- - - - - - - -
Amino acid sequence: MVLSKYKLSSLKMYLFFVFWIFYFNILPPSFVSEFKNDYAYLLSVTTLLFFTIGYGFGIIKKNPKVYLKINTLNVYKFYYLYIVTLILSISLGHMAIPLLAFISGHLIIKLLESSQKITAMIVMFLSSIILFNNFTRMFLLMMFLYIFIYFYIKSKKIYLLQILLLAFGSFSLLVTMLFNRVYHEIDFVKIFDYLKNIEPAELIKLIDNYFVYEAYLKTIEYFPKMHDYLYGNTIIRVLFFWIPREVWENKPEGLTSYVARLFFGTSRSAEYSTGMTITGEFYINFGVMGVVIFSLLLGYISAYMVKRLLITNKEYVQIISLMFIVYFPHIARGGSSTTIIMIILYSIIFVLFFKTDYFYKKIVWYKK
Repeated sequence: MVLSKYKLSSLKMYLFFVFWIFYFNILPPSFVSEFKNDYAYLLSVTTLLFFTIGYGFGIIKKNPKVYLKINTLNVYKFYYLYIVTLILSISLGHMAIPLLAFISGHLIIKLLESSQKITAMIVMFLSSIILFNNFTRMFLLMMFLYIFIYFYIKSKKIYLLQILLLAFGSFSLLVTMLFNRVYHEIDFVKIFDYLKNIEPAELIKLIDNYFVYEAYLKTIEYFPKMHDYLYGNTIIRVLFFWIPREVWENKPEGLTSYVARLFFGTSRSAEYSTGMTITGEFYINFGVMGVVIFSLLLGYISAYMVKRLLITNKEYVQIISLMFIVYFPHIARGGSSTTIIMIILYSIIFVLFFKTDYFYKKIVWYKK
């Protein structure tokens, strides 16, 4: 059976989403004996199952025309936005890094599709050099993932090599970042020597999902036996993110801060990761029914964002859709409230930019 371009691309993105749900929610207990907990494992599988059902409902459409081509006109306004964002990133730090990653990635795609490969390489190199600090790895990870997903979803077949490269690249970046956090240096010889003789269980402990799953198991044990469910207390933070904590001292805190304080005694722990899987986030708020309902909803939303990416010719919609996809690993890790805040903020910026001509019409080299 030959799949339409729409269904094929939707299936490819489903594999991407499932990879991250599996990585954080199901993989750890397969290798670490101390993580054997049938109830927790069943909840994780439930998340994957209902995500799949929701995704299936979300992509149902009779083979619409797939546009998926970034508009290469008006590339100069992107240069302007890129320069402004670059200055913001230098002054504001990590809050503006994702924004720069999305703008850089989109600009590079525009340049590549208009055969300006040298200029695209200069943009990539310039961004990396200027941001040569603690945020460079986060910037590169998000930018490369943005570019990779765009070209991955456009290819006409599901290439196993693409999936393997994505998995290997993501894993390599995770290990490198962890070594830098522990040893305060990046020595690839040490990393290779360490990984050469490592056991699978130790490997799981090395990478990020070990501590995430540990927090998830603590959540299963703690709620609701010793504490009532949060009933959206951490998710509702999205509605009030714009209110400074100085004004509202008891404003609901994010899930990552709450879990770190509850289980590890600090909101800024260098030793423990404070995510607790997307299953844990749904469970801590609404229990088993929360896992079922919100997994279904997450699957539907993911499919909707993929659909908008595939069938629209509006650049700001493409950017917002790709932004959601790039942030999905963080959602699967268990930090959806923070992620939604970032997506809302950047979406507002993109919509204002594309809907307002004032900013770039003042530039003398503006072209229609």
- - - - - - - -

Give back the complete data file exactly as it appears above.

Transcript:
Amino acid sequence: MVLSKYKLSSLKMYLFFVFWIFYFNILPPSFVSEFKNDYAYLLSVTTLLFFTIGYGFGIIKKNPKVYLKINTLNVYKFYYLYIVTLILSISLGHMAIPLLAFISGHLIIKLLESSQKITAMIVMFLSSIILFNNFTRMFLLMMFLYIFIYFYIKSKKIYLLQILLLAFGSFSLLVTMLFNRVYHEIDFVKIFDYLKNIEPAELIKLIDNYFVYEAYLKTIEYFPKMHDYLYGNTIIRVLFFWIPREVWENKPEGLTSYVARLFFGTSRSAEYSTGMTITGEFYINFGVMGVVIFSLLLGYISAYMVKRLLITNKEYVQIISLMFIVYFPHIARGGSSTTIIMIILYSIIFVLFFKTDYFYKKIVWYKK
Repeated sequence: MVLSKYKLSSLKMYLFFVFWIFYFNILPPSFVSEFKNDYAYLLSVTTLLFFTIGYGFGIIKKNPKVYLKINTLNVYKFYYLYIVTLILSISLGHMAIPLLAFISGHLIIKLLESSQKITAMIVMFLSSIILFNNFTRMFLLMMFLYIFIYFYIKSKKIYLLQILLLAFGSFSLLVTMLFNRVYHEIDFVKIFDYLKNIEPAELIKLIDNYFVYEAYLKTIEYFPKMHDYLYGNTIIRVLFFWIPREVWENKPEGLTSYVARLFFGTSRSAEYSTGMTITGEFYINFGVMGVVIFSLLLGYISAYMVKRLLITNKEYVQIISLMFIVYFPHIARGGSSTTIIMIILYSIIFVLFFKTDYFYKKIVWYKK
């Protein structure tokens, strides 16, 4: 059976989403004996199952025309936005890094599709050099993932090599970042020597999902036996993110801060990761029914964002859709409230930019 371009691309993105749900929610207990907990494992599988059902409902459409081509006109306004964002990133730090990653990635795609490969390489190199600090790895990870997903979803077949490269690249970046956090240096010889003789269980402990799953198991044990469910207390933070904590001292805190304080005694722990899987986030708020309902909803939303990416010719919609996809690993890790805040903020910026001509019409080299 030959799949339409729409269904094929939707299936490819489903594999991407499932990879991250599996990585954080199901993989750890397969290798670490101390993580054997049938109830927790069943909840994780439930998340994957209902995500799949929701995704299936979300992509149902009779083979619409797939546009998926970034508009290469008006590339100069992107240069302007890129320069402004670059200055913001230098002054504001990590809050503006994702924004720069999305703008850089989109600009590079525009340049590549208009055969300006040298200029695209200069943009990539310039961004990396200027941001040569603690945020460079986060910037590169998000930018490369943005570019990779765009070209991955456009290819006409599901290439196993693409999936393997994505998995290997993501894993390599995770290990490198962890070594830098522990040893305060990046020595690839040490990393290779360490990984050469490592056991699978130790490997799981090395990478990020070990501590995430540990927090998830603590959540299963703690709620609701010793504490009532949060009933959206951490998710509702999205509605009030714009209110400074100085004004509202008891404003609901994010899930990552709450879990770190509850289980590890600090909101800024260098030793423990404070995510607790997307299953844990749904469970801590609404229990088993929360896992079922919100997994279904997450699957539907993911499919909707993929659909908008595939069938629209509006650049700001493409950017917002790709932004959601790039942030999905963080959602699967268990930090959806923070992620939604970032997506809302950047979406507002993109919509204002594309809907307002004032900013770039003042530039003398503006072209229609």